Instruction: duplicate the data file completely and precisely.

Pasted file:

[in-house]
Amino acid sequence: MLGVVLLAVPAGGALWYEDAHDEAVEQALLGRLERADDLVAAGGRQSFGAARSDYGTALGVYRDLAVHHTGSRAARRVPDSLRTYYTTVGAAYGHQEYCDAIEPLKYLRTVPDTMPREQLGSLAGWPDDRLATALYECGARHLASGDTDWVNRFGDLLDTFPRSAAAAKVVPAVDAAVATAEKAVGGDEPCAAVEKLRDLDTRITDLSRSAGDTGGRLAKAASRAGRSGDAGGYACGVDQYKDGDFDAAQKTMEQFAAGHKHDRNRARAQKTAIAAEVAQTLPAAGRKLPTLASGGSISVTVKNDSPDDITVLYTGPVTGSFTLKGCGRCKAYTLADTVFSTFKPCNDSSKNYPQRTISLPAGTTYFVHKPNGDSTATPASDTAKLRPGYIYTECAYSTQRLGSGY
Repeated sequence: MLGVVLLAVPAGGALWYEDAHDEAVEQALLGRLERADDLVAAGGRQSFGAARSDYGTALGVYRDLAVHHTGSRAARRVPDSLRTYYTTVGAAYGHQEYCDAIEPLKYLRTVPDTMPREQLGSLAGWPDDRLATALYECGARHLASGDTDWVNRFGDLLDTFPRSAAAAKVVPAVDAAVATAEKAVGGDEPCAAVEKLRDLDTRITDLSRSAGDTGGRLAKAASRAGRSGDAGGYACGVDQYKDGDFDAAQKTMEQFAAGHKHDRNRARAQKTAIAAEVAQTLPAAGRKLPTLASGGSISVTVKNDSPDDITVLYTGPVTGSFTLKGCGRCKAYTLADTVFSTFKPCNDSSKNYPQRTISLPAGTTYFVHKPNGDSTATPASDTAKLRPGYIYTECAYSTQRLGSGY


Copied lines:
[in-house]
Amino acid sequence: MLGVVLLAVPAGGALWYEDAHDEAVEQALLGRLERADDLVAAGGRQSFGAARSDYGTALGVYRDLAVHHTGSRAARRVPDSLRTYYTTVGAAYGHQEYCDAIEPLKYLRTVPDTMPREQLGSLAGWPDDRLATALYECGARHLASGDTDWVNRFGDLLDTFPRSAAAAKVVPAVDAAVATAEKAVGGDEPCAAVEKLRDLDTRITDLSRSAGDTGGRLAKAASRAGRSGDAGGYACGVDQYKDGDFDAAQKTMEQFAAGHKHDRNRARAQKTAIAAEVAQTLPAAGRKLPTLASGGSISVTVKNDSPDDITVLYTGPVTGSFTLKGCGRCKAYTLADTVFSTFKPCNDSSKNYPQRTISLPAGTTYFVHKPNGDSTATPASDTAKLRPGYIYTECAYSTQRLGSGY
Repeated sequence: MLGVVLLAVPAGGALWYEDAHDEAVEQALLGRLERADDLVAAGGRQSFGAARSDYGTALGVYRDLAVHHTGSRAARRVPDSLRTYYTTVGAAYGHQEYCDAIEPLKYLRTVPDTMPREQLGSLAGWPDDRLATALYECGARHLASGDTDWVNRFGDLLDTFPRSAAAAKVVPAVDAAVATAEKAVGGDEPCAAVEKLRDLDTRITDLSRSAGDTGGRLAKAASRAGRSGDAGGYACGVDQYKDGDFDAAQKTMEQFAAGHKHDRNRARAQKTAIAAEVAQTLPAAGRKLPTLASGGSISVTVKNDSPDDITVLYTGPVTGSFTLKGCGRCKAYTLADTVFSTFKPCNDSSKNYPQRTISLPAGTTYFVHKPNGDSTATPASDTAKLRPGYIYTECAYSTQRLGSGY